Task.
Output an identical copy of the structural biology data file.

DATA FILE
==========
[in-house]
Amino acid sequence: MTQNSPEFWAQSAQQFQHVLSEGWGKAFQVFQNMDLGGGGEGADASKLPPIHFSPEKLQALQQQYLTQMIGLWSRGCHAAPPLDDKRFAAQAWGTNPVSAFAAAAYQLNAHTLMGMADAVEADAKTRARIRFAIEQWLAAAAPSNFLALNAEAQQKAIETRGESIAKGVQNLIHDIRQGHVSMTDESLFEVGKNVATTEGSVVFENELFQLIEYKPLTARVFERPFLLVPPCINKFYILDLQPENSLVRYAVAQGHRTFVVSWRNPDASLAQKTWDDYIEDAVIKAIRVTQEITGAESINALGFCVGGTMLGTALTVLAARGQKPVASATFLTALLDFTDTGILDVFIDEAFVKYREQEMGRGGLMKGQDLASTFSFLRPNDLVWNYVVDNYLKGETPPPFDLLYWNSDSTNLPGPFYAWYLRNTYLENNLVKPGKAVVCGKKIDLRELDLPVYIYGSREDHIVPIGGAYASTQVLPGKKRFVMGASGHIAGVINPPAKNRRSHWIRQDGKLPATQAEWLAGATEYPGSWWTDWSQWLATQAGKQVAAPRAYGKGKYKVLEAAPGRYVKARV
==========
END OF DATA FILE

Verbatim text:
[in-house]
Amino acid sequence: MTQNSPEFWAQSAQQFQHVLSEGWGKAFQVFQNMDLGGGGEGADASKLPPIHFSPEKLQALQQQYLTQMIGLWSRGCHAAPPLDDKRFAAQAWGTNPVSAFAAAAYQLNAHTLMGMADAVEADAKTRARIRFAIEQWLAAAAPSNFLALNAEAQQKAIETRGESIAKGVQNLIHDIRQGHVSMTDESLFEVGKNVATTEGSVVFENELFQLIEYKPLTARVFERPFLLVPPCINKFYILDLQPENSLVRYAVAQGHRTFVVSWRNPDASLAQKTWDDYIEDAVIKAIRVTQEITGAESINALGFCVGGTMLGTALTVLAARGQKPVASATFLTALLDFTDTGILDVFIDEAFVKYREQEMGRGGLMKGQDLASTFSFLRPNDLVWNYVVDNYLKGETPPPFDLLYWNSDSTNLPGPFYAWYLRNTYLENNLVKPGKAVVCGKKIDLRELDLPVYIYGSREDHIVPIGGAYASTQVLPGKKRFVMGASGHIAGVINPPAKNRRSHWIRQDGKLPATQAEWLAGATEYPGSWWTDWSQWLATQAGKQVAAPRAYGKGKYKVLEAAPGRYVKARV